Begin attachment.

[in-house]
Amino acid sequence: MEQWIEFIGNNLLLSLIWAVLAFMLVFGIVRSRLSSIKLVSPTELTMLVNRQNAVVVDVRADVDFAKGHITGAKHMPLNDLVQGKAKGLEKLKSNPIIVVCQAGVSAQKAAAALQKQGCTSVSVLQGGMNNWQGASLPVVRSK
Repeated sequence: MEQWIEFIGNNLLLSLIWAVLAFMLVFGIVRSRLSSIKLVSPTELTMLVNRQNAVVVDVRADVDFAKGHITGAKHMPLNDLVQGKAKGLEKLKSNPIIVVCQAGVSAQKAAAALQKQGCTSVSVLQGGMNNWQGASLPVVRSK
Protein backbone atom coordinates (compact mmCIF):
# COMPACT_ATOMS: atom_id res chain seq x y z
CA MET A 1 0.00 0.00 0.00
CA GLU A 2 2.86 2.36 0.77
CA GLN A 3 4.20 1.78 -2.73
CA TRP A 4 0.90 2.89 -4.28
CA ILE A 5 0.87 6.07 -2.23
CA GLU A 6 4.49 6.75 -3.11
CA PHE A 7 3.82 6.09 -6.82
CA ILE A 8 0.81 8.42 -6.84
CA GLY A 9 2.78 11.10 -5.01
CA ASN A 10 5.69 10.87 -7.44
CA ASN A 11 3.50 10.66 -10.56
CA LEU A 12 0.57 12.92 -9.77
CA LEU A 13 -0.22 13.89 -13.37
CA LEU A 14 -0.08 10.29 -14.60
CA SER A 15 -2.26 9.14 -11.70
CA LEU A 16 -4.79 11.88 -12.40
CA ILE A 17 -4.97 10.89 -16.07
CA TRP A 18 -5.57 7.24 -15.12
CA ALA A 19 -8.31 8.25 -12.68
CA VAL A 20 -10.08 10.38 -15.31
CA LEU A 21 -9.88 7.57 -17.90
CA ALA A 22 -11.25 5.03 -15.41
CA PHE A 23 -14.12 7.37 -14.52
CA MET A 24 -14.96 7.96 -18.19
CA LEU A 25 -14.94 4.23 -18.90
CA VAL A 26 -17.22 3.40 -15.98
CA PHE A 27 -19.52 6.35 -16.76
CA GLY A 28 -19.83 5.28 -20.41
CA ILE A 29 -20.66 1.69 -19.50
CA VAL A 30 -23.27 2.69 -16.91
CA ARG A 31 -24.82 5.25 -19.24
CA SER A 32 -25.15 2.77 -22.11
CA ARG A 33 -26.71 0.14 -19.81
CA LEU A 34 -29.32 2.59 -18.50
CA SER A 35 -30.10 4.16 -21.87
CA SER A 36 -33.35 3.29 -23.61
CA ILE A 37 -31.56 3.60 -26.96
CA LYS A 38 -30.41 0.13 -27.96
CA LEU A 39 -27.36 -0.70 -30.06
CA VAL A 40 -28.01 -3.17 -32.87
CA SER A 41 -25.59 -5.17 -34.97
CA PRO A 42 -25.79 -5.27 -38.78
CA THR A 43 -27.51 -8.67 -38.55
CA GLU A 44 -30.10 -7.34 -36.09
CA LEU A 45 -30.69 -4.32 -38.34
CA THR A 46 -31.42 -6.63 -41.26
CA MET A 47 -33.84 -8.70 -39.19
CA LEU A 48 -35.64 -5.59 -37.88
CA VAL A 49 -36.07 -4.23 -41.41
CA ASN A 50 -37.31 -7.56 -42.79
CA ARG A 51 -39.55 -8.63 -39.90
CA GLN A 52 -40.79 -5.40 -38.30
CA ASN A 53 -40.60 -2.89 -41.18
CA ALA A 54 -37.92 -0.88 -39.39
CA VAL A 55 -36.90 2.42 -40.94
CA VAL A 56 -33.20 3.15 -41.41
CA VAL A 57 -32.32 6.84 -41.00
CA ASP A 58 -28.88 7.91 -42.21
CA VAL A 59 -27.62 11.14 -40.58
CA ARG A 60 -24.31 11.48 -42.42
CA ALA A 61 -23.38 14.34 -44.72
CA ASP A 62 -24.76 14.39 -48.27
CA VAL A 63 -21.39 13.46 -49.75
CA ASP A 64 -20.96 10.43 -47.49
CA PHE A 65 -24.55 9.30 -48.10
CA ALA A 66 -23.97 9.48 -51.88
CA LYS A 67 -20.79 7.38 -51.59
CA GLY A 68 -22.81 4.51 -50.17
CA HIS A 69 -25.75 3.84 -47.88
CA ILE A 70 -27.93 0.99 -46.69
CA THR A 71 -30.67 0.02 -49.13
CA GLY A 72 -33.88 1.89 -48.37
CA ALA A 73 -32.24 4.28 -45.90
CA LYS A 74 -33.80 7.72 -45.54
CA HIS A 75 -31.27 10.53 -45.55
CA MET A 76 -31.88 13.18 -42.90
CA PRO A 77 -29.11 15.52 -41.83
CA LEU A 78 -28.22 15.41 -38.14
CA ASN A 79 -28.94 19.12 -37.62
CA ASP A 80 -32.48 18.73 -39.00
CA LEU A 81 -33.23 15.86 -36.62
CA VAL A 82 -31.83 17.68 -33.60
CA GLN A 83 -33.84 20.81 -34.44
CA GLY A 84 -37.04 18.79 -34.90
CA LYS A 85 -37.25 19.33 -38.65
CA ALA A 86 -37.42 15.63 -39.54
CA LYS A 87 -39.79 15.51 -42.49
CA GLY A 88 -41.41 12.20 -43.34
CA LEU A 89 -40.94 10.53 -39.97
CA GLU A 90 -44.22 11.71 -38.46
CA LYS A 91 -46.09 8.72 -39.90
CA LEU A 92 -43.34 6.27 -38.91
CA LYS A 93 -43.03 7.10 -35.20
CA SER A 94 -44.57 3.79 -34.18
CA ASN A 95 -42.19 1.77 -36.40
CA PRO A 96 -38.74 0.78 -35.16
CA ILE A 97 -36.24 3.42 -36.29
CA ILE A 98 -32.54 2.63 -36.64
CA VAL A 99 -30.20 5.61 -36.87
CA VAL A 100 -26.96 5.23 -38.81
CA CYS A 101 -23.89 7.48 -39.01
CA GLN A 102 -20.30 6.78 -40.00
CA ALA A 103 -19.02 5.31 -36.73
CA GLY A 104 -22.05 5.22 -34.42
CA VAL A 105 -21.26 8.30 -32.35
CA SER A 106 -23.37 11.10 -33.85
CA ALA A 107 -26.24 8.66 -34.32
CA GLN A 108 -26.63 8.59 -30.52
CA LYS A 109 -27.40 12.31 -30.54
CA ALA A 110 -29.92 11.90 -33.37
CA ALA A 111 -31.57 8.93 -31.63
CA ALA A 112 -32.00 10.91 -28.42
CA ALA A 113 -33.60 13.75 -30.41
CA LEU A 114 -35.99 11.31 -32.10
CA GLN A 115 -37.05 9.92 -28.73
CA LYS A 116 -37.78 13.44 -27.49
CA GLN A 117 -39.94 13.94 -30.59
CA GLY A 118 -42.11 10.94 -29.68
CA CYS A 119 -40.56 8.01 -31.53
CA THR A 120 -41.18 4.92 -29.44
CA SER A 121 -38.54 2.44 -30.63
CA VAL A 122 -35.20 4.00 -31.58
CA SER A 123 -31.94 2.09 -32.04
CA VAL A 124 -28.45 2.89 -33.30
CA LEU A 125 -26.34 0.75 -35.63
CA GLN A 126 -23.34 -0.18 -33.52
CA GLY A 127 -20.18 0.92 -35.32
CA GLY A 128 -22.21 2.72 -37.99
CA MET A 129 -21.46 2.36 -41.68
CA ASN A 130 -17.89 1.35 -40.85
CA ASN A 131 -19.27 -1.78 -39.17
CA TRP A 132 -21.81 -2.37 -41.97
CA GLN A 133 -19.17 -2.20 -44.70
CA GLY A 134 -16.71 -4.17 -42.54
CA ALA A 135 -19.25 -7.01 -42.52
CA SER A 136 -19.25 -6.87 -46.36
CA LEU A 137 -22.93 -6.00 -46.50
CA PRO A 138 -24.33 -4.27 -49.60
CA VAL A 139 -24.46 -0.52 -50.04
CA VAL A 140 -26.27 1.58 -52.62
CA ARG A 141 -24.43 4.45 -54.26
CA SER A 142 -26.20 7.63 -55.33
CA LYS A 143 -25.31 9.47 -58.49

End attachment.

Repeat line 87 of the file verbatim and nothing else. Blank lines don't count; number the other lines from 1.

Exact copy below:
CA VAL A 82 -31.83 17.68 -33.60